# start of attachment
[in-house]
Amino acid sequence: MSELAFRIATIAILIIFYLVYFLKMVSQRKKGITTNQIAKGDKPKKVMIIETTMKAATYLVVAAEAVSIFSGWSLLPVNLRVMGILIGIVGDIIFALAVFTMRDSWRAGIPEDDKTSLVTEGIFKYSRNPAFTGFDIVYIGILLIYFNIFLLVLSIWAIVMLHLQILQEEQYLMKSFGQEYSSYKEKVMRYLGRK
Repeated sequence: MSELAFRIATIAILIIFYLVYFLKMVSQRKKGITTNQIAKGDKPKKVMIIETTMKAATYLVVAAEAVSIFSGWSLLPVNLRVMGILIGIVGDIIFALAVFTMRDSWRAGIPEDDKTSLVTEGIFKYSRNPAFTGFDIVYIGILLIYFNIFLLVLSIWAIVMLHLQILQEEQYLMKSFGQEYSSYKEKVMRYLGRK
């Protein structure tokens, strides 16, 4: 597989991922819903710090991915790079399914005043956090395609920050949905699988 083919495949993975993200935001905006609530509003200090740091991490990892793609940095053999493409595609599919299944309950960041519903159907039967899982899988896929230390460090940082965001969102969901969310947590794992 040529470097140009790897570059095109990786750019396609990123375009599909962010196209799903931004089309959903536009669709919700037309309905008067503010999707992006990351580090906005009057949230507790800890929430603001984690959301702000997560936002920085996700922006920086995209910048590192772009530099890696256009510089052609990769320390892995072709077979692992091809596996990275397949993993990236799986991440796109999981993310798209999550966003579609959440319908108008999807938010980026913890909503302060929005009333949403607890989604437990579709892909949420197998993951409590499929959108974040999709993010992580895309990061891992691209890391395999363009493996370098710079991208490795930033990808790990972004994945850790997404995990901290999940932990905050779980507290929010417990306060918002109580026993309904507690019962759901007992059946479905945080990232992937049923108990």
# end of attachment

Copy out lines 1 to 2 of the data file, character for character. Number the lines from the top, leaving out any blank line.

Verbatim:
[in-house]
Amino acid sequence: MSELAFRIATIAILIIFYLVYFLKMVSQRKKGITTNQIAKGDKPKKVMIIETTMKAATYLVVAAEAVSIFSGWSLLPVNLRVMGILIGIVGDIIFALAVFTMRDSWRAGIPEDDKTSLVTEGIFKYSRNPAFTGFDIVYIGILLIYFNIFLLVLSIWAIVMLHLQILQEEQYLMKSFGQEYSSYKEKVMRYLGRK